Daily Archives: November 6, 2008

New Zealand Rugby – did it start here in Nelson?

(C) Tourism NZ

Sir David Monro was one of Nelson’s founding fathers and in 1867 sent his 16 year old (4th not ‘eldest’) son Charles to England to finish his schooling and prepare for an Army career there. This was a decision that would shape the new Nation, for more than any political decision he made over his 2 decades in parliament.

While it is claimed that Rugby had been ‘invented’ by William Webb Ellis at Rugby School in 1823, it is beyond doubt that Rugby had already spread quickly to universities, clubs and other public schools in the UK by the 1860’s.
When Charles Monro came back to Nelson in 1870, after attending Christ’s College Finchley in London, he talked the Nelson Football Club, newly established in 1868, into ditching the round ball and the hybrid of soccer and Melbourne rules they had been playing and to try out the “superior game” under the written 1868 rules of Rugby using the new Gilbert oval ball he had brought back from England.
Rugby was played by teams of 18-20, and points were scored only by kicking goals, needing 2 goals to win .
The aim was to touch the ball down in goal, which gave the team the right to have a ‘try’ at a goal.
Before going to London, Charles Monro, had attended Nelson College 1861-1865.
The first game of rugby in New Zealand was played in Nelson on the 14th May, 1870, between the Nelson Rugby Football Club team (‘the Town’) and Nelson College (‘the Gown’). In the end the (delete: Nelson Club Nelson Town team triumphed by two goals to nil, with the Town captain, Alfred Drew scoring the first point in NZ Rugby.

Nelson College was the same school that Charles Monro and his 2 brothers had attended in the 1860s, and which school, Ernest Rutherford, the man who split the atom, went to a few decades later.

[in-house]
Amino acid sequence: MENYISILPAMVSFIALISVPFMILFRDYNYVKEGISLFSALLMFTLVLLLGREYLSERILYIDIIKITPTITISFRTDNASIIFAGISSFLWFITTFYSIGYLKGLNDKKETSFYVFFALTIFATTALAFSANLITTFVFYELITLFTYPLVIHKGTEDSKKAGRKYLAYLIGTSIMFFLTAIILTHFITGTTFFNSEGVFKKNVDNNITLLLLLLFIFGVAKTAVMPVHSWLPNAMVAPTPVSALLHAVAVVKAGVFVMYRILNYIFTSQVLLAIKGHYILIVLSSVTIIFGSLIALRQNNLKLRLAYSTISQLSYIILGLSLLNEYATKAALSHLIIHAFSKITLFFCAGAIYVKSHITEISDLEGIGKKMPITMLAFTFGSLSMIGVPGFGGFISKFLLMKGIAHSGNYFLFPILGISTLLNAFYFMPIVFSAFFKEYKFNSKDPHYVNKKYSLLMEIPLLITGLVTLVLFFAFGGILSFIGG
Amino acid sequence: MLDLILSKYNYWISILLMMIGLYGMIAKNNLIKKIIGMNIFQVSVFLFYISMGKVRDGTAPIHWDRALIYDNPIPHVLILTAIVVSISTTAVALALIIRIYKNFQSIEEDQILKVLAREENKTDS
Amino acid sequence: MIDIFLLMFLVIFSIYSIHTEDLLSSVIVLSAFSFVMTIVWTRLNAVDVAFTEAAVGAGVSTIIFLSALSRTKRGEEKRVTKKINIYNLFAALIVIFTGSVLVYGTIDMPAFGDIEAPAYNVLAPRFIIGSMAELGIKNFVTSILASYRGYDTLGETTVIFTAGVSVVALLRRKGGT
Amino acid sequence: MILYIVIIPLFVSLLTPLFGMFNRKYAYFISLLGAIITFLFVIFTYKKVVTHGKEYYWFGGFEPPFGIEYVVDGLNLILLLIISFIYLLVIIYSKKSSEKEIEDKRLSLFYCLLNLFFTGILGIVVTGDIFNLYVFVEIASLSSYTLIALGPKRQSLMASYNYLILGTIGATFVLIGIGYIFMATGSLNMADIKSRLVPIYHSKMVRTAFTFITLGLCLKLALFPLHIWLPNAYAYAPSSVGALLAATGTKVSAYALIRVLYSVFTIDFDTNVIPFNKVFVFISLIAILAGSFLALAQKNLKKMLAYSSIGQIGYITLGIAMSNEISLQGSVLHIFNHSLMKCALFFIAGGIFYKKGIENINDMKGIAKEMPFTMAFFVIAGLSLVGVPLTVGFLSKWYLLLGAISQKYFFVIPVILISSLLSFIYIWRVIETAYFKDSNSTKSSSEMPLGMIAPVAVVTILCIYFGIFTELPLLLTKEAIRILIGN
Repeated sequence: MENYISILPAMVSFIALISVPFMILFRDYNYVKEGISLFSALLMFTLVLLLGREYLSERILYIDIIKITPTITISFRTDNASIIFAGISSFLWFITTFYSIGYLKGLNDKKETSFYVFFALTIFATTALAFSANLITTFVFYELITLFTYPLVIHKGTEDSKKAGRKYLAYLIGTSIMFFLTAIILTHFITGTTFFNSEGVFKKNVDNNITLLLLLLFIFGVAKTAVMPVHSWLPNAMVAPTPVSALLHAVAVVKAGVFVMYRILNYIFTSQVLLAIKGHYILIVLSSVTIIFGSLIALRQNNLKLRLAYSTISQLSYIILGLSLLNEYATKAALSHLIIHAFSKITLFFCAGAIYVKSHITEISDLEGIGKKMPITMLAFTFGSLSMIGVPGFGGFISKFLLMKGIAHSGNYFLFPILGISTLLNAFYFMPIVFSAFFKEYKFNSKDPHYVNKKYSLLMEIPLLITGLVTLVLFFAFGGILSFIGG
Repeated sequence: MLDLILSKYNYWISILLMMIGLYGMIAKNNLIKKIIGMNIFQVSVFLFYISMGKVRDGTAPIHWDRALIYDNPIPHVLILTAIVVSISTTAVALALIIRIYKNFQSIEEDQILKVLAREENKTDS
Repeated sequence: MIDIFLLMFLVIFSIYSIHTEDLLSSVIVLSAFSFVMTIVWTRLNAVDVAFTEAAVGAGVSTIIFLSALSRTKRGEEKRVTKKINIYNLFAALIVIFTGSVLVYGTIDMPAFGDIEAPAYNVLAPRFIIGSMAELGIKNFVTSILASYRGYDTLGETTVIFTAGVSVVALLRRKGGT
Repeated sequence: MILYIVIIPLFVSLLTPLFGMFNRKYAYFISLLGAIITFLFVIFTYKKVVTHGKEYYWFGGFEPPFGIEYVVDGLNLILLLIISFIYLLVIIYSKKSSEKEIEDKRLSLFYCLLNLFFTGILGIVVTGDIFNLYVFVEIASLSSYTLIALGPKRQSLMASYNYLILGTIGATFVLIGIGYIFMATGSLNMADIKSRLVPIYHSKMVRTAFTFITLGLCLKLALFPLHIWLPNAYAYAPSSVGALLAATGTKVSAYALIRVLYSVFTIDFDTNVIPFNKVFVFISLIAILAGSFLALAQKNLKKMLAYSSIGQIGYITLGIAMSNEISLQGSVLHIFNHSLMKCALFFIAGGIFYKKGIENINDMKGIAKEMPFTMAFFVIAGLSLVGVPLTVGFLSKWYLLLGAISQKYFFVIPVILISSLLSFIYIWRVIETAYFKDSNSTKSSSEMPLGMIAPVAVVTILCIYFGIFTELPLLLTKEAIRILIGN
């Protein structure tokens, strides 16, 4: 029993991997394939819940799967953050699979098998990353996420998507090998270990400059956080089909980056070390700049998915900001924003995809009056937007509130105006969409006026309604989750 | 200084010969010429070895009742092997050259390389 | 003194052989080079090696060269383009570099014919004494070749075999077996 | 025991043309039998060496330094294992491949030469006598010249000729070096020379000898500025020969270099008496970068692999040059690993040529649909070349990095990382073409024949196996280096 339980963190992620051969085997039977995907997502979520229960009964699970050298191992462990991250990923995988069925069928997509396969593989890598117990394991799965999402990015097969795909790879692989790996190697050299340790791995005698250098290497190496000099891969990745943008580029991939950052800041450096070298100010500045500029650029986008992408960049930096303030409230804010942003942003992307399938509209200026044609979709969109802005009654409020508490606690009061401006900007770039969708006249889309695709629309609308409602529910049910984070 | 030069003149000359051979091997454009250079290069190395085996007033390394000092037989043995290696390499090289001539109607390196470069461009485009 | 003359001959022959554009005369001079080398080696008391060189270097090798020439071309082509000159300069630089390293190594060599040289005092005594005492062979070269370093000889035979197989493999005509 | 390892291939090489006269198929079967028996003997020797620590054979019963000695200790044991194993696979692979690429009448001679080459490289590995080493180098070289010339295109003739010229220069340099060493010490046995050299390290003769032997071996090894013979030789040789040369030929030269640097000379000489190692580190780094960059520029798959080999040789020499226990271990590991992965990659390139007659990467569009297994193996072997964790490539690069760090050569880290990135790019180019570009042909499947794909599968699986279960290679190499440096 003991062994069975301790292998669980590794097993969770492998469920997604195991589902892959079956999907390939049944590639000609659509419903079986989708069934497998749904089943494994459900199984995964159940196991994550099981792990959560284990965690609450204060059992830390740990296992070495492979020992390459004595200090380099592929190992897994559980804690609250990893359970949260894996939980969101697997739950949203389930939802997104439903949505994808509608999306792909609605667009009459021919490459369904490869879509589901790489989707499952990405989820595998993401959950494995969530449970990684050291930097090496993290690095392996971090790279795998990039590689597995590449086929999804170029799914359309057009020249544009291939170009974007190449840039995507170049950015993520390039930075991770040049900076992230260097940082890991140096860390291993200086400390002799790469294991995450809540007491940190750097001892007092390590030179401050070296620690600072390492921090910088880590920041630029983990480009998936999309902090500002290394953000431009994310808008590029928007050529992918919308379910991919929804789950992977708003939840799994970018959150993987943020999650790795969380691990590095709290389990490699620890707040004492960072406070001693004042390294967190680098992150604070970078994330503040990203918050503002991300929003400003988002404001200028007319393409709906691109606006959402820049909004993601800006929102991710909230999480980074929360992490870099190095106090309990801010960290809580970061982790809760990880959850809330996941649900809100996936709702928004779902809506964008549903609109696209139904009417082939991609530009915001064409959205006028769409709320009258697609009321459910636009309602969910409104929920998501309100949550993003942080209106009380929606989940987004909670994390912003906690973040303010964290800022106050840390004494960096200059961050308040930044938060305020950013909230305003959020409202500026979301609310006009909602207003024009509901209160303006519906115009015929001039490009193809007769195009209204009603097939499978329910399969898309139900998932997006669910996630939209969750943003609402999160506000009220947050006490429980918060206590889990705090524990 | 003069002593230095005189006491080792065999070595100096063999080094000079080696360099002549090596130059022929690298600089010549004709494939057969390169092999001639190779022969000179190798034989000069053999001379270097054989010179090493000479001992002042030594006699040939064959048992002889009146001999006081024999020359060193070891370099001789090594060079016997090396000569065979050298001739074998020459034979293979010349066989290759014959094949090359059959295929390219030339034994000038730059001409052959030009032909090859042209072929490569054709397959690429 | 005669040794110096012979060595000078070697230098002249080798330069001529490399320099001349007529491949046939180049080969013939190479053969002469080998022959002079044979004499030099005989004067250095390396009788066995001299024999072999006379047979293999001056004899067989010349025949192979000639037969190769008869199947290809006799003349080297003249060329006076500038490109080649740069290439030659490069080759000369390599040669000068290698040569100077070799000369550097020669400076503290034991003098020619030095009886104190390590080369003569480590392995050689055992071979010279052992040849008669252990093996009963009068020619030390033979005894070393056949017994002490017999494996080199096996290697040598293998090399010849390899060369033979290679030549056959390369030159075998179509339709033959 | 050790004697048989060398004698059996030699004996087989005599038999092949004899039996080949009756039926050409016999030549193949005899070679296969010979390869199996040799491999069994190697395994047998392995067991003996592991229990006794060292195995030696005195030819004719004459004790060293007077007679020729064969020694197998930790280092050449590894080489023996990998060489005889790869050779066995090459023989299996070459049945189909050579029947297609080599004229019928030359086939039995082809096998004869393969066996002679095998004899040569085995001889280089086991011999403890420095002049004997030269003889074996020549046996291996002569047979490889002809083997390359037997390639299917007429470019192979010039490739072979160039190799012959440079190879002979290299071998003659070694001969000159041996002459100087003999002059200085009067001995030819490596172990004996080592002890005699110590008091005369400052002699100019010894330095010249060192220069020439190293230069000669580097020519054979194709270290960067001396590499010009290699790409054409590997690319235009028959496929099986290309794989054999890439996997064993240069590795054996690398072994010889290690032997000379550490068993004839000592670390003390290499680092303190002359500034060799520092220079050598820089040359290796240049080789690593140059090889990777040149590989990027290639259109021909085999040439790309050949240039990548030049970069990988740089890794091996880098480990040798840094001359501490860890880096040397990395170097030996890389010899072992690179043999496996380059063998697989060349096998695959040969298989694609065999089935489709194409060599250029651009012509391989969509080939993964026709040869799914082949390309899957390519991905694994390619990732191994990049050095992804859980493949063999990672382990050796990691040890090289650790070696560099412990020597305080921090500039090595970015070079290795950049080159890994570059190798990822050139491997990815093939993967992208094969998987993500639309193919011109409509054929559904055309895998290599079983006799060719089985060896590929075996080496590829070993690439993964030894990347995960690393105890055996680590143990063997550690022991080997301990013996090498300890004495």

Port Nelson says “Thanks” to the Boulder Bank

For residents of Nelson it’s hard to escape the fact that there’s water everywhere.

Central to this is our Port. Port Nelson is located in the sheltered waters of Nelson Haven, a tidal zone bounded and you might say protected, by the Boulder Bank. Our famous Boulder Bank is a 13km natural breakwater that shelters our harbour and Port from all weather conditions.Port of Nelson

The Port of Nelson is our regions gateway to the world for most of our exports.

Just as you can be sure you will be paying more for your white-ware appliances, your 60inch LCD TV, cars, motorbikes, etc because of the NZ Dollar dropping in value, you can be just as sure that our exporters are starting to smile again.

Exports are crucial to our region, for many years apples, hops and tobacco were its mainstays. Although apples and hops are still produced in the region and exported, it is fishing, forestry, and fruit that together account for about a quarter of our regions GDP. And these same industries make up a quarter of our regions jobs too.

Nelson Pine Industries operate the world’s biggest single-site for the production of medium density fibreboard (MDF), exporting “GoldenEdge” MDF to markets around the world, with close to 90% of its product being sold overseas.

The country’s biggest seafood company, Sealord Group is also headquartered at Port Nelson. The fishing fleet based at Port Nelson holds over half of New Zealand’s sustainable catching rights.Wooden Apple Case - old style

Nelson is New Zealand’s second largest apple growing area with over 5 million cartons exported each year.

All three are also major exporters, with export earnings making up about 60 percent of the forestry sector’s $660 million gross output, 68 percent of the seafood sector’s $769 million gross output and 95 percent of the horticulture sector’s $466 million gross output.

So it’s no surprise that exports are seen as the lifeblood of the Nelson economy.
“Effectively that’s what Nelson’s economy is based on,” says the chief executive of the Nelson Regional Economic Development Agency Bill Findlater. “It would be pretty hard to sustain the region if we didn’t have exports.”

Nelson accounts for nearly a third of the country’s pipfruit exports.

Massive volumes in log and sawn timber exports come from forests owned by major forestry companies, and the port has put in the hard work to meet the international shipping needs of a thriving export sector.

Port Nelson has won a reputation for cost effectiveness and efficiency, which ensures exporters have top service from a growing range of container and break bulk shipping services.